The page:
Seconds of conversation grew to minutes. Minutes became tens of minutes and I soon realized how lucky we were to be conversing without any customerial (again, another non-existing adjective) interruptions, pretty atypical even for the waning hours of the Infusco day-life, especially on a seventy-degree Saturday. I discovered they were embarking on a two-week-long “spring into summer” road trip vacation to the popular Sleeping Bear Dunes National Lakeshore. Sleeping Bear is located at the “pinky finger” of the Michigan “mitten” shape, just west of Traverse City.

Of course, I followed with the obvious, “Well, you guys must be tired of driving…”. We began talking about their home state of Idaho and I unofficially, unintentionally lured them into sitting at the bar for a breather and a chat ’til close. They were surprised I knew a vast majority of the surrounding Idahoan mountains, cities, and even some of the sub-1,000 populated hamlets (there are many a night where I spend gobs of Internet time looking at Google Maps). They seemed pleased and relieved to know somebody this far removed from Idaho thought of it as more than just “that potato state.”

As time went by and they prepared for departure, I realized a friendship was made (even if for an hour), simply because of curiosity, “O yeah? Where ya from?”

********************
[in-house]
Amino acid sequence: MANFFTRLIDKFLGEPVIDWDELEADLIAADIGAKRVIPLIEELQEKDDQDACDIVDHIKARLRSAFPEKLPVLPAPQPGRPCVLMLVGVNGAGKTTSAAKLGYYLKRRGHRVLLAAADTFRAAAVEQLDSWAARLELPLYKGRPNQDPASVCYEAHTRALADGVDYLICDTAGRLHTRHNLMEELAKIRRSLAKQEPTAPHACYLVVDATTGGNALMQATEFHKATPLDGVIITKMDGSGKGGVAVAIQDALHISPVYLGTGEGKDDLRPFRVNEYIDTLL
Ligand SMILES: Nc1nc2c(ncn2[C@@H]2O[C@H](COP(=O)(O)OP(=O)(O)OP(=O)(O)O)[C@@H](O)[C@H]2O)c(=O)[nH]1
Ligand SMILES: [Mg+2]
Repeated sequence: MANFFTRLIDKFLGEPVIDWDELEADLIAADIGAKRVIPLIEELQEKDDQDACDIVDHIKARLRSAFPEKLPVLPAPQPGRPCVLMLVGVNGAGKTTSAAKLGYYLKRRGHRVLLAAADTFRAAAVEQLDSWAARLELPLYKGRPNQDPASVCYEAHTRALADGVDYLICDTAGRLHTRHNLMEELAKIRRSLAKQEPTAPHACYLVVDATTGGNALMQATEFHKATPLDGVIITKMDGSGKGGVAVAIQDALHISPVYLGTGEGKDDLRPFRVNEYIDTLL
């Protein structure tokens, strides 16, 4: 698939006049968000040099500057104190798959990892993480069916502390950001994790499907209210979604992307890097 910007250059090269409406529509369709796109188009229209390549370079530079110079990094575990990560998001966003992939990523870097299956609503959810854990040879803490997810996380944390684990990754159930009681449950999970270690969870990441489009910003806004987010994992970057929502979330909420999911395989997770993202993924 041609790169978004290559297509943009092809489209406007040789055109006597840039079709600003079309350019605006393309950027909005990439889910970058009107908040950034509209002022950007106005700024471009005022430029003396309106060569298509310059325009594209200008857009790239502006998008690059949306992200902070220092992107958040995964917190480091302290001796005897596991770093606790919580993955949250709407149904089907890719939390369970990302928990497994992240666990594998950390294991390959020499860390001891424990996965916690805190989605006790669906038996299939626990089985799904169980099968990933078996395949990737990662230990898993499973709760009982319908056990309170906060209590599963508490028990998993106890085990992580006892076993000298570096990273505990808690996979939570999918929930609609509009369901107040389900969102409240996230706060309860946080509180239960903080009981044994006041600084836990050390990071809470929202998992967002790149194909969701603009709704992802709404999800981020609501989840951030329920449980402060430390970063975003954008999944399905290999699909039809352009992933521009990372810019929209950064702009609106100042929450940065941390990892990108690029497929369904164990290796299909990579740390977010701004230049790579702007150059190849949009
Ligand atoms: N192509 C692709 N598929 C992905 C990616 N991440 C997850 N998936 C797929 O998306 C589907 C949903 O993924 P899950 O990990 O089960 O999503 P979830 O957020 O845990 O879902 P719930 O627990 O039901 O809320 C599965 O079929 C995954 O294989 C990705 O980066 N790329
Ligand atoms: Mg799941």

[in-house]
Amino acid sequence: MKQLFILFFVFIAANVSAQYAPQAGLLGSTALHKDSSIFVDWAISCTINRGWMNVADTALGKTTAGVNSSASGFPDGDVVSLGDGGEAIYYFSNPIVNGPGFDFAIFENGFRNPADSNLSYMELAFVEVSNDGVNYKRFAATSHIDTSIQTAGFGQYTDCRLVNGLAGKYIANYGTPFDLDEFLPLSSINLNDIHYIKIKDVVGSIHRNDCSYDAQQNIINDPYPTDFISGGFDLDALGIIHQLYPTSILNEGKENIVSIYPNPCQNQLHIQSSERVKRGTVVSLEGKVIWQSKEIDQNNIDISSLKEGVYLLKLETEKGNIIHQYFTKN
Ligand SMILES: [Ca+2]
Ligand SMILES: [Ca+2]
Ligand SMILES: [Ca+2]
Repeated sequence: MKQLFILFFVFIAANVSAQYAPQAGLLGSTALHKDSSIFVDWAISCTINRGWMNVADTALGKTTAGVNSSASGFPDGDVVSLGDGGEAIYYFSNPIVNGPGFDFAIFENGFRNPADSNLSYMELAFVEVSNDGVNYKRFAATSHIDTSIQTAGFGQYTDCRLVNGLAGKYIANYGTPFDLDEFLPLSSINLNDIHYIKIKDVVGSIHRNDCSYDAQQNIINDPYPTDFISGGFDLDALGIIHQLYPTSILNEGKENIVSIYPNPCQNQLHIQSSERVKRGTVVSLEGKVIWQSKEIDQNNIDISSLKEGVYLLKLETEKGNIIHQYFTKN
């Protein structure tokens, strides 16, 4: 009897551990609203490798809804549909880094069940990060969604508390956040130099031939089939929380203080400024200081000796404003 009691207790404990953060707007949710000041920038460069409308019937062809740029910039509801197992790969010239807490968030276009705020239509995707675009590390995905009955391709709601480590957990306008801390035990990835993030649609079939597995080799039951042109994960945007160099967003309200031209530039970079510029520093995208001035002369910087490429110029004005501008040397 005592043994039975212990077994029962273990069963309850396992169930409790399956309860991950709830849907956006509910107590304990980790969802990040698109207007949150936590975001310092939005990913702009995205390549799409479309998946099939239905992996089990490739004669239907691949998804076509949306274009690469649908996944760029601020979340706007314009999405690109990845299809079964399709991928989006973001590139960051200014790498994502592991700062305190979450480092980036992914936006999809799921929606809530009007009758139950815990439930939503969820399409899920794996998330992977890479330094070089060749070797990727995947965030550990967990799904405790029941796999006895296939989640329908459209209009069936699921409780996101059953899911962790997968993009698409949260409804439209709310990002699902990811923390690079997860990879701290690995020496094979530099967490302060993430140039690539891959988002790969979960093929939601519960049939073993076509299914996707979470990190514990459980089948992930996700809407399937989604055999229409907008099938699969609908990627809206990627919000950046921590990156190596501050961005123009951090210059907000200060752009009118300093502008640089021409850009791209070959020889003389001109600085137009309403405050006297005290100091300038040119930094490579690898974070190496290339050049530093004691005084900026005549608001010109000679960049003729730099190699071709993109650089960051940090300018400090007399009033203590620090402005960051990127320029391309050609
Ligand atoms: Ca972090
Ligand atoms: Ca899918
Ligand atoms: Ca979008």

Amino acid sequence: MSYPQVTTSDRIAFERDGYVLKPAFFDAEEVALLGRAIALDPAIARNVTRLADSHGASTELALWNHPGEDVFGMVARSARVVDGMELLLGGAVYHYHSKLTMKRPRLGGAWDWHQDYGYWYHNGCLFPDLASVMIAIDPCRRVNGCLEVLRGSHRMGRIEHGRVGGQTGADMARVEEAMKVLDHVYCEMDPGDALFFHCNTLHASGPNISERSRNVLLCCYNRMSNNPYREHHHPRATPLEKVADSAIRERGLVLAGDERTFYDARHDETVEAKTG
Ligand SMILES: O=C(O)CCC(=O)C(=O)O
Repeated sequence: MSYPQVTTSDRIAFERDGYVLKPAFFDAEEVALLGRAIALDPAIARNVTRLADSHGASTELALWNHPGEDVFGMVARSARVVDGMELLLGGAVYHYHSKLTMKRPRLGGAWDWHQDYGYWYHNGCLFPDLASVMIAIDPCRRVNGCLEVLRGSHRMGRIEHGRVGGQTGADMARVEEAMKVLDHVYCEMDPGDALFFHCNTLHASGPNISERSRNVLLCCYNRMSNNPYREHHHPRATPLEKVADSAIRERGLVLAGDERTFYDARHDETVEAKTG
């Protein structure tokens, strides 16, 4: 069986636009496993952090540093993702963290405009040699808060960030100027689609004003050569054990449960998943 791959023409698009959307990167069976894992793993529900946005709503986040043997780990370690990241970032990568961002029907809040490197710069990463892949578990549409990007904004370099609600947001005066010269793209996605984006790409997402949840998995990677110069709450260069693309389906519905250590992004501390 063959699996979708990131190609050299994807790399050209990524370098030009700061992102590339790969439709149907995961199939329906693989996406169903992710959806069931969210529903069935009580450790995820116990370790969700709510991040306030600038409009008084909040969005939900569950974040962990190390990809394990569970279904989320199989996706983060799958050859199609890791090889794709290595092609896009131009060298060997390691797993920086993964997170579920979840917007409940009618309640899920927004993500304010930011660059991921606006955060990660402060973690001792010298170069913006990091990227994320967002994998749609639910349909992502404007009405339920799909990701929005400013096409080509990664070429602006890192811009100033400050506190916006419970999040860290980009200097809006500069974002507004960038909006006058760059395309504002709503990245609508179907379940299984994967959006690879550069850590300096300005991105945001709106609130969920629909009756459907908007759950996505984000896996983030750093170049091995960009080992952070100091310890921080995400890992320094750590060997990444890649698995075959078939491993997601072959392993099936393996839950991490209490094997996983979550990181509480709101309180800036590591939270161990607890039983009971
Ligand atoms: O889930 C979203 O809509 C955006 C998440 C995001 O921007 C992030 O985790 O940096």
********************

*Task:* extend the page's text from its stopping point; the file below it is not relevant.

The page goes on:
I am far from “old,” but when I was a kid (late 90s / early 2000s), I was spending time connecting US state puzzles (and playing sports) rather than burying my head in the glow of an iPad (which, ironically, is what I’m currently doing…but that’s besides the point). Knowing the history and geography of one’s hometown in current and historical proximity to other places is very useful. It’s alarmingly shocking to find out how many adults are oblivious to their geographical and external architectural surroundings. It’s such an important aspect to truly appreciating living and taking pride in an area.

There are two types of people giving two different answers to the two questions, “Oh, yeah? Where ya from?” One simply replies with the name and/or region of his or her city or town. The other elaborates slightly then pays the question forward. If the latter of the two is executed, the conversations to follow are rewarding and truly endless. What else is there to talk about? The presidential race? The economy? Barf.

Oh, yeah? Where ya from?” shapes us in a way that’s never truly understand until the benefits are reaped and the refreshment of the simple connectedness that follows. A way that cannot be argued over as the ways of liberalism and conservatism can. A way that’s beyond what the government can control. This is a way that connects every living thing in every living way. Mountains will always be mountains. The trees, lakes,and rivers will always be there, full of life. It is living. And in the end, on Earth, it’s all there really is.